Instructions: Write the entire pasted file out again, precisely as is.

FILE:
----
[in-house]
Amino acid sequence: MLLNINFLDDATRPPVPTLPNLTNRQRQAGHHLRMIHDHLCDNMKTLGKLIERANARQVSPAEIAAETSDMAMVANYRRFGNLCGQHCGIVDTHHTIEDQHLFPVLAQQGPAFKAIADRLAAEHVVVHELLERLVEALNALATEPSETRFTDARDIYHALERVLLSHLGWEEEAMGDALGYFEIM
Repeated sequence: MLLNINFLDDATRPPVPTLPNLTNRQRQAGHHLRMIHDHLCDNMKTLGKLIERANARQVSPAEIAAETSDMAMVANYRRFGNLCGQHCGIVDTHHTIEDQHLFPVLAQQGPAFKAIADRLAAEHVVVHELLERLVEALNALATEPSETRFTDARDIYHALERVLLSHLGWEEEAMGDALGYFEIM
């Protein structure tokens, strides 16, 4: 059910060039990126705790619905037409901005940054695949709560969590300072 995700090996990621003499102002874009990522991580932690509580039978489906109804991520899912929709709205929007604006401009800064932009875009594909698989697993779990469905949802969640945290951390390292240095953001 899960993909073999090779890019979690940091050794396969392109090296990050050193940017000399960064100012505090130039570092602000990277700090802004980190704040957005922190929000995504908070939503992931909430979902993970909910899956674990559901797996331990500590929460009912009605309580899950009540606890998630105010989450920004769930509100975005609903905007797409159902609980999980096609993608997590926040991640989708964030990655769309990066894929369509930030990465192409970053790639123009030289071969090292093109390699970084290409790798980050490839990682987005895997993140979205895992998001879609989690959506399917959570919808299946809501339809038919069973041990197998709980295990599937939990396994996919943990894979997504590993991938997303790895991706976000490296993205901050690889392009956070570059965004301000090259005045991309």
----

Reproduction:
[in-house]
Amino acid sequence: MLLNINFLDDATRPPVPTLPNLTNRQRQAGHHLRMIHDHLCDNMKTLGKLIERANARQVSPAEIAAETSDMAMVANYRRFGNLCGQHCGIVDTHHTIEDQHLFPVLAQQGPAFKAIADRLAAEHVVVHELLERLVEALNALATEPSETRFTDARDIYHALERVLLSHLGWEEEAMGDALGYFEIM
Repeated sequence: MLLNINFLDDATRPPVPTLPNLTNRQRQAGHHLRMIHDHLCDNMKTLGKLIERANARQVSPAEIAAETSDMAMVANYRRFGNLCGQHCGIVDTHHTIEDQHLFPVLAQQGPAFKAIADRLAAEHVVVHELLERLVEALNALATEPSETRFTDARDIYHALERVLLSHLGWEEEAMGDALGYFEIM
């Protein structure tokens, strides 16, 4: 059910060039990126705790619905037409901005940054695949709560969590300072 995700090996990621003499102002874009990522991580932690509580039978489906109804991520899912929709709205929007604006401009800064932009875009594909698989697993779990469905949802969640945290951390390292240095953001 899960993909073999090779890019979690940091050794396969392109090296990050050193940017000399960064100012505090130039570092602000990277700090802004980190704040957005922190929000995504908070939503992931909430979902993970909910899956674990559901797996331990500590929460009912009605309580899950009540606890998630105010989450920004769930509100975005609903905007797409159902609980999980096609993608997590926040991640989708964030990655769309990066894929369509930030990465192409970053790639123009030289071969090292093109390699970084290409790798980050490839990682987005895997993140979205895992998001879609989690959506399917959570919808299946809501339809038919069973041990197998709980295990599937939990396994996919943990894979997504590993991938997303790895991706976000490296993205901050690889392009956070570059965004301000090259005045991309």